• The shuffler 10 has a preliminary urging means 24 adjacent the card receiving end 18 of the chute 12. This preliminary urging means 24 urges the deck 15 of cards to commence travelling toward the distal end 20 of the chute 12. The preliminary urging means 24 may take many forms, including a roller, a rotating drum, rotating shaft or spindle, a powered belt or conveyor which frictionally engages the deck of cards and carries it along in the desired direction. In any event, the preliminary urging means requires sufficient surface area to frictionally engage and move the deck 15 of cards. The preliminary urging means may operate from above, below or on either side of the deck 15, as routine variations of the present invention. In the preferred embodiment shown in FIGS. 1-8, the preliminary urging means is a unidirectional rotating roller that is positioned below the deck 15 in supporting relation to edges of the cards for frictional rolling engagement with the cards to move the cards in the direction of the distal end 20 of the chute. The shuffler 10 could be adapted to permit the cards to stand so that the shuffle is an end to end shuffle, but with the cards standing vertically. A cut restrictor 26 is provided to removably extend into the chute 12 to stop the travel of a portion 15A of the deck of the cards. The cut restrictor 26 can be oriented to extend into the chute from either side, to project up from the bottom of the chute 12, or to descend into the chute 12 from above. The cut restrictor 26 could take the form of a guillotine, a pop-up barricade, a spring-loaded divider etc.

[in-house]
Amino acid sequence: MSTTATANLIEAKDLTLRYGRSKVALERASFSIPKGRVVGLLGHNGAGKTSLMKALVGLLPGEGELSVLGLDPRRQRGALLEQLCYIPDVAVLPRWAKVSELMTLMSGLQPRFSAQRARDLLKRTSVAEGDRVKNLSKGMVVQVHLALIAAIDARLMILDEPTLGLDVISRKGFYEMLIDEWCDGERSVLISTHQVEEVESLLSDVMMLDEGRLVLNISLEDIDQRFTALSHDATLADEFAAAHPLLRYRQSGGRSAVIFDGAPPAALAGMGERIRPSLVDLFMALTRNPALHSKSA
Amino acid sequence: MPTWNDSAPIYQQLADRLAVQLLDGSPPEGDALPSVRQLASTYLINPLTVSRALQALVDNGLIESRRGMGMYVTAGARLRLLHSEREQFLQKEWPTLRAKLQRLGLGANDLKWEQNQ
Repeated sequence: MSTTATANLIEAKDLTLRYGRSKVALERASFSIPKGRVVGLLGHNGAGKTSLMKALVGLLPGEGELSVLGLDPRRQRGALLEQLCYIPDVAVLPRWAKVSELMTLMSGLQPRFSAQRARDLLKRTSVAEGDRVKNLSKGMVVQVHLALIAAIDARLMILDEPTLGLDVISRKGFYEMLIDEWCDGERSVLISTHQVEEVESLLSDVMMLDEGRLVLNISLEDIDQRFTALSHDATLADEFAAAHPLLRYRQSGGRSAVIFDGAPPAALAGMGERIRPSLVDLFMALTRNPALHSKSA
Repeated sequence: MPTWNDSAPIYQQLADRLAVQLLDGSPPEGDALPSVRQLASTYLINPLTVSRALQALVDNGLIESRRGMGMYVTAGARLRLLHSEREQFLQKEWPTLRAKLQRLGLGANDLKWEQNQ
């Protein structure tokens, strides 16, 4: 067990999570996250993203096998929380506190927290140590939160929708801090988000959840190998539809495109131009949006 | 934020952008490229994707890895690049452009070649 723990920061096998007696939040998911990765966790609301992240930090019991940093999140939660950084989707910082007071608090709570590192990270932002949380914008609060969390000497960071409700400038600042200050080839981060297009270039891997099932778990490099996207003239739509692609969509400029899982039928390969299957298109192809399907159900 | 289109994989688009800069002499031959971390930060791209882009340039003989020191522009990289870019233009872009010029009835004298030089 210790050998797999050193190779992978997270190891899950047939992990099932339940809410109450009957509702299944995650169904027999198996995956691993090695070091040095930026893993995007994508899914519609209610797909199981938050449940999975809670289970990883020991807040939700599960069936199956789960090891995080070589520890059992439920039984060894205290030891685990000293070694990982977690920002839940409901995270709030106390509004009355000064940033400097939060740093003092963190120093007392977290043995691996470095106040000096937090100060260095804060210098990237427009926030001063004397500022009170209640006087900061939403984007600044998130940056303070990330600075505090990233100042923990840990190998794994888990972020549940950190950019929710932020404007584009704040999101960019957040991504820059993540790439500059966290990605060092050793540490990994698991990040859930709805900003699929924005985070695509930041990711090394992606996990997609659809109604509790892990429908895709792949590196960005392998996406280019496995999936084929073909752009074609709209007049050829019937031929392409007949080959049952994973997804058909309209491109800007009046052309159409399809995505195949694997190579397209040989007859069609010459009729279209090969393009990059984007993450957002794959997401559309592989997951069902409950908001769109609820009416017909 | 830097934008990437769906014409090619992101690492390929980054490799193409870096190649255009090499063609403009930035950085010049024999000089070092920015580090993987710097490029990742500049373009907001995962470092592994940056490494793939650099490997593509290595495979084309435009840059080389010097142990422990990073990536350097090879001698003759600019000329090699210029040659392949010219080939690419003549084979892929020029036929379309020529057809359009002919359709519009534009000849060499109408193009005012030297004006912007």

• The cut restrictor 26 could be electrically powered and switched for timed operation with the other motorized elements of the device. More than one cut restrictor could be used together in order to effect multiple smaller cuts of the cards and permit multiple smaller portions of cards to advance, while stopping multiple smaller portions of cards.
  • The cut restrictor may also have a contact switch attached to it so that when the rollers on are moving the cards in the direction towards the receiving end; they would be pushing the cut restrictors flap up so they can pass through underneath. As this flap is being pushed up, it would activate a switch that would keep the rollers spinning in that direction and then once the cards have all made it past, the flap would then swing back down deactivating the switch, which would change the direction of the rollers once more to move the cards to the distal end.